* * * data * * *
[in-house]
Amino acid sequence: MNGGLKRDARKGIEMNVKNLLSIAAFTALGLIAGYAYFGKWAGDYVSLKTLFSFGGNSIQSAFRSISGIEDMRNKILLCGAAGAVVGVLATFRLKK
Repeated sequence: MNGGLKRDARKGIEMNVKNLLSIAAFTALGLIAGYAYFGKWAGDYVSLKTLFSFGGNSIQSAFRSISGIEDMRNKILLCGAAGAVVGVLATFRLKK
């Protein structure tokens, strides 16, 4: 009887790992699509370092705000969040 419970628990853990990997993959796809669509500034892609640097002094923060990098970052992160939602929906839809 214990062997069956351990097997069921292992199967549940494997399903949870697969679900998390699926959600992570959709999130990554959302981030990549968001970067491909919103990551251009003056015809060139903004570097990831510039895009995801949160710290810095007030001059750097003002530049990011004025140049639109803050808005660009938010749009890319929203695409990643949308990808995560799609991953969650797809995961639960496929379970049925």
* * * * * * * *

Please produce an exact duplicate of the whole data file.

[in-house]
Amino acid sequence: MNGGLKRDARKGIEMNVKNLLSIAAFTALGLIAGYAYFGKWAGDYVSLKTLFSFGGNSIQSAFRSISGIEDMRNKILLCGAAGAVVGVLATFRLKK
Repeated sequence: MNGGLKRDARKGIEMNVKNLLSIAAFTALGLIAGYAYFGKWAGDYVSLKTLFSFGGNSIQSAFRSISGIEDMRNKILLCGAAGAVVGVLATFRLKK
């Protein structure tokens, strides 16, 4: 009887790992699509370092705000969040 419970628990853990990997993959796809669509500034892609640097002094923060990098970052992160939602929906839809 214990062997069956351990097997069921292992199967549940494997399903949870697969679900998390699926959600992570959709999130990554959302981030990549968001970067491909919103990551251009003056015809060139903004570097990831510039895009995801949160710290810095007030001059750097003002530049990011004025140049639109803050808005660009938010749009890319929203695409990643949308990808995560799609991953969650797809995961639960496929379970049925």